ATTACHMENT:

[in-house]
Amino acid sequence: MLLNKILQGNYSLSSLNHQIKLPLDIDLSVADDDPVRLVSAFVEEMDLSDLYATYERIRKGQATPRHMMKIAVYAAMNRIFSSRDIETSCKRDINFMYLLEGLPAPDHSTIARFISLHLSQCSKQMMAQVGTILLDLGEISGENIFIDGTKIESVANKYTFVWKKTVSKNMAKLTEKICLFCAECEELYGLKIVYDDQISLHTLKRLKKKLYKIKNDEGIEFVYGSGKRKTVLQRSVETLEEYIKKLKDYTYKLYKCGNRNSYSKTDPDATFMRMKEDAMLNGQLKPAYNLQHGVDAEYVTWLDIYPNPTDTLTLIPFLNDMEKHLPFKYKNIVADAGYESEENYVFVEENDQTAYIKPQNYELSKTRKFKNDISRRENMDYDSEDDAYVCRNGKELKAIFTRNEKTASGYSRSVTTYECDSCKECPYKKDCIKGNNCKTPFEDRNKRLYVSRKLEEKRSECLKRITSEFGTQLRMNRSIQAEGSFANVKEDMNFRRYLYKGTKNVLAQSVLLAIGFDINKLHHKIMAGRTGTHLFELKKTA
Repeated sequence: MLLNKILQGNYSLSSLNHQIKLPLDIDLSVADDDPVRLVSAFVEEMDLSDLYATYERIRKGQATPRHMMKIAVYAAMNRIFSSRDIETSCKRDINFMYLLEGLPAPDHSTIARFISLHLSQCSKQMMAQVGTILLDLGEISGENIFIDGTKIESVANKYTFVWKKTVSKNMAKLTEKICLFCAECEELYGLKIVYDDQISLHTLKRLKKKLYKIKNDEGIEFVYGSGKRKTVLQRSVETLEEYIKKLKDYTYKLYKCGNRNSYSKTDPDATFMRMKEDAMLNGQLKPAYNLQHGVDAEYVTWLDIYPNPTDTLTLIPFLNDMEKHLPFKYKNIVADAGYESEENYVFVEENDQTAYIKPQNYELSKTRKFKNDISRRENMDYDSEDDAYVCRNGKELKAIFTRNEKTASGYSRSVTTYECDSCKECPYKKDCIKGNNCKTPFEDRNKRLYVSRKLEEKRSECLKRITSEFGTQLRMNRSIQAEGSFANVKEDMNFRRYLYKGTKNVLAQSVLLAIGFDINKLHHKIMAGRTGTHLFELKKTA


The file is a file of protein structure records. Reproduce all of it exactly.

[in-house]
Amino acid sequence: MLLNKILQGNYSLSSLNHQIKLPLDIDLSVADDDPVRLVSAFVEEMDLSDLYATYERIRKGQATPRHMMKIAVYAAMNRIFSSRDIETSCKRDINFMYLLEGLPAPDHSTIARFISLHLSQCSKQMMAQVGTILLDLGEISGENIFIDGTKIESVANKYTFVWKKTVSKNMAKLTEKICLFCAECEELYGLKIVYDDQISLHTLKRLKKKLYKIKNDEGIEFVYGSGKRKTVLQRSVETLEEYIKKLKDYTYKLYKCGNRNSYSKTDPDATFMRMKEDAMLNGQLKPAYNLQHGVDAEYVTWLDIYPNPTDTLTLIPFLNDMEKHLPFKYKNIVADAGYESEENYVFVEENDQTAYIKPQNYELSKTRKFKNDISRRENMDYDSEDDAYVCRNGKELKAIFTRNEKTASGYSRSVTTYECDSCKECPYKKDCIKGNNCKTPFEDRNKRLYVSRKLEEKRSECLKRITSEFGTQLRMNRSIQAEGSFANVKEDMNFRRYLYKGTKNVLAQSVLLAIGFDINKLHHKIMAGRTGTHLFELKKTA
Repeated sequence: MLLNKILQGNYSLSSLNHQIKLPLDIDLSVADDDPVRLVSAFVEEMDLSDLYATYERIRKGQATPRHMMKIAVYAAMNRIFSSRDIETSCKRDINFMYLLEGLPAPDHSTIARFISLHLSQCSKQMMAQVGTILLDLGEISGENIFIDGTKIESVANKYTFVWKKTVSKNMAKLTEKICLFCAECEELYGLKIVYDDQISLHTLKRLKKKLYKIKNDEGIEFVYGSGKRKTVLQRSVETLEEYIKKLKDYTYKLYKCGNRNSYSKTDPDATFMRMKEDAMLNGQLKPAYNLQHGVDAEYVTWLDIYPNPTDTLTLIPFLNDMEKHLPFKYKNIVADAGYESEENYVFVEENDQTAYIKPQNYELSKTRKFKNDISRRENMDYDSEDDAYVCRNGKELKAIFTRNEKTASGYSRSVTTYECDSCKECPYKKDCIKGNNCKTPFEDRNKRLYVSRKLEEKRSECLKRITSEFGTQLRMNRSIQAEGSFANVKEDMNFRRYLYKGTKNVLAQSVLLAIGFDINKLHHKIMAGRTGTHLFELKKTA